The Senior Coroner for Kent delivered his findings of fact and conclusion on 14th July 2016.  He concluded the cause of death was “Bronchopneumonia combined possibly with right lung pulmonary thrombi” his cause of death favoured one expert over others.  He recorded a conclusion of natural causes.  The Coroner further decided that Article 2 had not been engaged nor was it necessary to submit a report to prevent future death.  The Claimant believed that Mrs Parkinson had been the subject of unlawful killing by gross negligence manslaughter.

Claimant’s Grounds:

The Claimant challenged the Coroner on five grounds:

  1. The finding that Article 2 did not arise was wrong in law and a breach of the Claimants convention rights.
  2. The finding regarding the medical cause of death was irrational.
  3. The use of a short form conclusion of natural causes did not constitute a sufficient discharge of his duties under the Coroners and Justice Act 2009.
  4. The finding that the Claimant’s conduct obstructed the care of Mrs Parkinson was irrational.
  5. The failure to make a Prevention of Future Death Report was wrong in law.

The Judgment:

The Court firstly clearly outlined the material legislation regarding the Coroner’s powers and duty.  It detailed the guidance on conclusions and neglect at paragraphs 26-32 (Guidance Number 17).

After an excellent digest of the relevant issues regarding engagement of Article 2 the Court the set down the relevant principles applicable to medical cases at paragraphs 82 – 91:

Summary of the relevant principles on Article 2

We hope it will be helpful if we summarise here the relevant principles which are to be found in the authorities to which we have made detailed reference above. This summary applies to medical cases

82. We hope it will be helpful if we summarise here the relevant principles which are to be found in the authorities to which we have made detailed reference above. This summary applies to medical cases.

83. Article 2 imposes both substantive positive obligations on the state and procedural obligations.

84. The primary substantive positive obligation is to have in place a regulatory framework compelling hospitals, whether private or public, to adopt appropriate measures for the protection of patients’ lives.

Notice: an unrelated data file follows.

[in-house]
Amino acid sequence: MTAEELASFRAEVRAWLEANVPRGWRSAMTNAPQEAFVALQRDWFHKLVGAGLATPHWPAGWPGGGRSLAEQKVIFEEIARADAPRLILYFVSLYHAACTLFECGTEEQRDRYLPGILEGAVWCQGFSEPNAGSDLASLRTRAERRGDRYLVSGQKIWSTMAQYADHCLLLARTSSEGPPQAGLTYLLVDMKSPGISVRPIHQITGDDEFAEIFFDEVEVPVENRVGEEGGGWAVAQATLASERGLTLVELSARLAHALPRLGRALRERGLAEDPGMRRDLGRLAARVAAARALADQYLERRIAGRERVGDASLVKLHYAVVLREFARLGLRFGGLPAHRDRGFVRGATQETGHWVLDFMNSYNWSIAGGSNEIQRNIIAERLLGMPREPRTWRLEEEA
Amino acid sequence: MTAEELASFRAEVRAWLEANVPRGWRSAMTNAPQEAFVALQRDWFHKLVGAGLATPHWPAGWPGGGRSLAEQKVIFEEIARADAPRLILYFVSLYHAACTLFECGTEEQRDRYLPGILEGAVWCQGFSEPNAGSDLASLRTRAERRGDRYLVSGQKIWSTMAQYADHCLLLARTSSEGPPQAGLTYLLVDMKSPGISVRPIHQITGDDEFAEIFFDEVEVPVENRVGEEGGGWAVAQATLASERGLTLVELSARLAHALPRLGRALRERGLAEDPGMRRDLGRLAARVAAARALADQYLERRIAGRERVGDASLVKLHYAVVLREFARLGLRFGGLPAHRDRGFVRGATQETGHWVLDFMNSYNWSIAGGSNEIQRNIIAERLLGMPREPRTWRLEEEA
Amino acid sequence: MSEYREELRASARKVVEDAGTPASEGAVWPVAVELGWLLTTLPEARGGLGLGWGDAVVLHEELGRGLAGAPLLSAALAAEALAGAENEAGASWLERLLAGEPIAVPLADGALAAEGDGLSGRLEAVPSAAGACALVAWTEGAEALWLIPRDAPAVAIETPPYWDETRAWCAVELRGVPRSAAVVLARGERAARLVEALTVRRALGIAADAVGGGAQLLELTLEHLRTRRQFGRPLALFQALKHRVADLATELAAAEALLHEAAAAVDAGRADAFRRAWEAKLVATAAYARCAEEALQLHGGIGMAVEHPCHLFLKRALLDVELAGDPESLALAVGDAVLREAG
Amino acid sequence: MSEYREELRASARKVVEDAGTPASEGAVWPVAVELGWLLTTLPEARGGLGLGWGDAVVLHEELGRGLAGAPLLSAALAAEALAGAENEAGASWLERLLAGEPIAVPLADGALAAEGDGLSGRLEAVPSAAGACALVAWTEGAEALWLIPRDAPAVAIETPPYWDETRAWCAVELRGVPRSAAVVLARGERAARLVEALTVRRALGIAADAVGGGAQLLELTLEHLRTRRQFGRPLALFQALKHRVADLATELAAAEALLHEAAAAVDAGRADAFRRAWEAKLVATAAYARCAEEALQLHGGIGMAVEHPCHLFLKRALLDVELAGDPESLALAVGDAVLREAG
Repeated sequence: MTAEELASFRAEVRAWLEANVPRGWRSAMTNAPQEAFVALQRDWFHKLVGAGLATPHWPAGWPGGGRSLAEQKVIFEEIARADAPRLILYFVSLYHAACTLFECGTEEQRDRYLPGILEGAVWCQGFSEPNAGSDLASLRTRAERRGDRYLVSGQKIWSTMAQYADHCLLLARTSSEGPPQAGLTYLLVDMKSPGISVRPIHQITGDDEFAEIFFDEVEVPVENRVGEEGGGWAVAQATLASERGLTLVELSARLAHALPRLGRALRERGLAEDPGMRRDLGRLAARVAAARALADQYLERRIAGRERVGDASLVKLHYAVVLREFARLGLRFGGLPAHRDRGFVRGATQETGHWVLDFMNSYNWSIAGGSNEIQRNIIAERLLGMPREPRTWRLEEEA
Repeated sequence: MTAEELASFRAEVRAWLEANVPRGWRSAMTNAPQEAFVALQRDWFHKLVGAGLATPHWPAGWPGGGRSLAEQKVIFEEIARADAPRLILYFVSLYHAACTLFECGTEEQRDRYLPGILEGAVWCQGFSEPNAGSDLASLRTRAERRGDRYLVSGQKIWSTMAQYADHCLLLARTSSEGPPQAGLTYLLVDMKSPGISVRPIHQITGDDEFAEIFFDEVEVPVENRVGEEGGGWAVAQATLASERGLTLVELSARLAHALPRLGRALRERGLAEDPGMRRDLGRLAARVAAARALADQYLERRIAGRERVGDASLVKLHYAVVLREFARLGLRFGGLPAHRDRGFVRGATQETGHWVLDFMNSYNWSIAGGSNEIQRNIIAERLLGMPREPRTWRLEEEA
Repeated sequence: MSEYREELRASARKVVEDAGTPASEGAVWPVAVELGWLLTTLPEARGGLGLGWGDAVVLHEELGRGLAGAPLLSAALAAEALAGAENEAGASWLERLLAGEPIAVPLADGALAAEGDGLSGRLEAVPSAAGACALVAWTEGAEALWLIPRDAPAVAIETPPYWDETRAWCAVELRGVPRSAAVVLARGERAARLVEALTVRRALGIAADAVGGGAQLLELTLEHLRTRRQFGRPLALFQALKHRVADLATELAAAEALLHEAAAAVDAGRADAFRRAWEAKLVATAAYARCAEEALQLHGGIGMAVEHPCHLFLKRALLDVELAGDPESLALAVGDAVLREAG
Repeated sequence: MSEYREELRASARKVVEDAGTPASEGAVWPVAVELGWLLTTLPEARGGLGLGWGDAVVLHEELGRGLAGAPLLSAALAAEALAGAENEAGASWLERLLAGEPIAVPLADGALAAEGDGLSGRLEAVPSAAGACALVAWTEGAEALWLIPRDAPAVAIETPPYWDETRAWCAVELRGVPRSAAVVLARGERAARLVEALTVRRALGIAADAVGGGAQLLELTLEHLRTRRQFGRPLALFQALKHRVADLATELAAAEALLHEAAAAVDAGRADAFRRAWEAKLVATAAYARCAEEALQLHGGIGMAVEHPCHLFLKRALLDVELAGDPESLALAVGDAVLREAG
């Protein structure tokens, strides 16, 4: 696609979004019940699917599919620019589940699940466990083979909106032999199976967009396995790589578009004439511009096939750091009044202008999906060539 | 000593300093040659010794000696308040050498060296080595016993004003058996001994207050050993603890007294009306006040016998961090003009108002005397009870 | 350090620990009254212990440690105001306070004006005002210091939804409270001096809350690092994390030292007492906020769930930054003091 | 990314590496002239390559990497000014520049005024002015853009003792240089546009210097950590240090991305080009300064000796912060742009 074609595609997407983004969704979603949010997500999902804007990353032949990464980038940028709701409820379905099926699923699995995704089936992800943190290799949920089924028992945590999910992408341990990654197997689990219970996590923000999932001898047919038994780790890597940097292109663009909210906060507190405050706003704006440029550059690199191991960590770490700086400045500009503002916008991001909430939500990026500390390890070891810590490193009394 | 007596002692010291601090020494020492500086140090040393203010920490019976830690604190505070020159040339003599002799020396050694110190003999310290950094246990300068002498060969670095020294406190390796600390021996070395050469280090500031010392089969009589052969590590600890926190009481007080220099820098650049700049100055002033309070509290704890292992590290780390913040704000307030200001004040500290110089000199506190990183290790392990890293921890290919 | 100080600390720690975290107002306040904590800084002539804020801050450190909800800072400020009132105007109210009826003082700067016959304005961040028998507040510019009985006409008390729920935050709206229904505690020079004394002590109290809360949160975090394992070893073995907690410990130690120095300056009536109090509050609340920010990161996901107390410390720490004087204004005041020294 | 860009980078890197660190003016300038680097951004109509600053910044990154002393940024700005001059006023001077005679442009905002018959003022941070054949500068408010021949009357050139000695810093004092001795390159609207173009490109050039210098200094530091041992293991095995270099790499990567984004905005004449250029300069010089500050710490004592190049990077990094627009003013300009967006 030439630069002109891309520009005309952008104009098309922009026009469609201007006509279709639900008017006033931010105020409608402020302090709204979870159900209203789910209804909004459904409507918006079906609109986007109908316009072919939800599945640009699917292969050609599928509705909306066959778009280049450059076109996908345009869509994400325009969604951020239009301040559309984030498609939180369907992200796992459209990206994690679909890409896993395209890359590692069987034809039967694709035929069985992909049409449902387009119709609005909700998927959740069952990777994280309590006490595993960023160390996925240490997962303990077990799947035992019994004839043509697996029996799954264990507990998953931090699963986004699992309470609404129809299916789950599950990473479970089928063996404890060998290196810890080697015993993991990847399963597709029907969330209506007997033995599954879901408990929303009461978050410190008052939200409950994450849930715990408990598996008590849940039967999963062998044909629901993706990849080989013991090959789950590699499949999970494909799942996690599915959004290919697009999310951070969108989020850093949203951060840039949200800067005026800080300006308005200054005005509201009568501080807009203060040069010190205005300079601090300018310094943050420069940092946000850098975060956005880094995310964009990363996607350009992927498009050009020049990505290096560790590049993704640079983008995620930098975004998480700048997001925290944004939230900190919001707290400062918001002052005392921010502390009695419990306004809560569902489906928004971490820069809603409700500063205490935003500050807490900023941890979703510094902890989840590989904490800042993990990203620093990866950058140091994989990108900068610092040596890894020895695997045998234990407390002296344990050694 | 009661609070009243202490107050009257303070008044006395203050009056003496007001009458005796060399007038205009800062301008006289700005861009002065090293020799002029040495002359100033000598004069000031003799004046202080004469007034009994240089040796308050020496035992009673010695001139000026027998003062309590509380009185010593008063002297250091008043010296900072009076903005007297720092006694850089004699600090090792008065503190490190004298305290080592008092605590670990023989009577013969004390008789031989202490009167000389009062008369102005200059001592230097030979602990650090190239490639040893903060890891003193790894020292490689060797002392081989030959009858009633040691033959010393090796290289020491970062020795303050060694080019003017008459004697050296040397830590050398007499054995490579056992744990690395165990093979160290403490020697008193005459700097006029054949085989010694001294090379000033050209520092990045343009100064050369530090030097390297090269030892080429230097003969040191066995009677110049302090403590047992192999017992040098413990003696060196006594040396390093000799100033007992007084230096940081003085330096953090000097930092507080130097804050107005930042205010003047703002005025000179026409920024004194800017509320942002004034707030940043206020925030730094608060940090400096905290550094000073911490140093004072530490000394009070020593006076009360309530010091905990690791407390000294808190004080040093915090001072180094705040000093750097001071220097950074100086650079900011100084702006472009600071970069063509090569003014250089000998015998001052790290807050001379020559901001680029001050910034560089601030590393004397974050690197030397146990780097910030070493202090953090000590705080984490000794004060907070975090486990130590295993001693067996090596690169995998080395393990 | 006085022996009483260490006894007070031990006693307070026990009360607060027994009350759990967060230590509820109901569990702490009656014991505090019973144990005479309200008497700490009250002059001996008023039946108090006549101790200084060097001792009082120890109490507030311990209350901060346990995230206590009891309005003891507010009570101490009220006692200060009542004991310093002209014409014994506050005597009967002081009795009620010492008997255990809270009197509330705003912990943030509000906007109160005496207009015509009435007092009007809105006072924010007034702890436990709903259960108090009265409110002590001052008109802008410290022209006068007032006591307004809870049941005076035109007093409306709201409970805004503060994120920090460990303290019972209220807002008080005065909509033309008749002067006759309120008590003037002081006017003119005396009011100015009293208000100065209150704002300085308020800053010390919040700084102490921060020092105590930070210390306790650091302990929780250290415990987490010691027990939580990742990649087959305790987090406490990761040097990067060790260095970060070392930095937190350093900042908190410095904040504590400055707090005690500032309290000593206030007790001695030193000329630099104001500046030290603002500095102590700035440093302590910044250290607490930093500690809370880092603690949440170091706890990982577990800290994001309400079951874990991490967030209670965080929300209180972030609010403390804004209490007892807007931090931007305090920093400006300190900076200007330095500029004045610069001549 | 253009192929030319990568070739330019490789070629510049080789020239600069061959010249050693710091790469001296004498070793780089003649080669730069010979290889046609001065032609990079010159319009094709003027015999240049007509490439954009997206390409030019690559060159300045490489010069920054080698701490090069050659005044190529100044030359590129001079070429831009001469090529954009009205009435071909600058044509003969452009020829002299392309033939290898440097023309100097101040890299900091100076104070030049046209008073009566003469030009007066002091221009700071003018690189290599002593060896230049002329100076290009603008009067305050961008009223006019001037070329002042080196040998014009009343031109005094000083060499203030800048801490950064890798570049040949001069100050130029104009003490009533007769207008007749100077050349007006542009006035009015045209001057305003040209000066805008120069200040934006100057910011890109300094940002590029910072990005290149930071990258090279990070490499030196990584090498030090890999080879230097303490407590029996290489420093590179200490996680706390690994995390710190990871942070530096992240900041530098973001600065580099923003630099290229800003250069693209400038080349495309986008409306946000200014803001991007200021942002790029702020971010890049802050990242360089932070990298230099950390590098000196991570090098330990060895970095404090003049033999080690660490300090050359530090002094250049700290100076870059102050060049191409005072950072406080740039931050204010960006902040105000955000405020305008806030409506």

85. The primary procedural obligation is to have a system of law in place, whether criminal or civil, by which individual failures can be the subject of an appropriate remedy. In the law of England and Wales that is achieved by having a criminal justice system, which can in principle hold to account a healthcare professional who causes a patient’s death by gross negligence; and a civil justice system, which makes available a possible civil claim for negligence. We note that, in the present case, there is in fact an extant civil claim which has been brought by the Claimant against the NHS Trust which ran the hospital (which is the First Interested Party in the present judicial review proceedings).

86. The enhanced duty of investigation, which falls upon the state itself to initiate an effective and independent investigation, will only arise in medical cases in limited circumstances, where there is an arguable breach of the state’s own substantive obligations under Article 2

87. Where the state has made adequate provision for securing high professional standards among health professionals and the protection of the lives of patients, matters such as an error of judgment on the part of a health professional or negligent coordination among health professionals in the treatment of a particular patient are not sufficient of themselves to call the state to account under Article 2.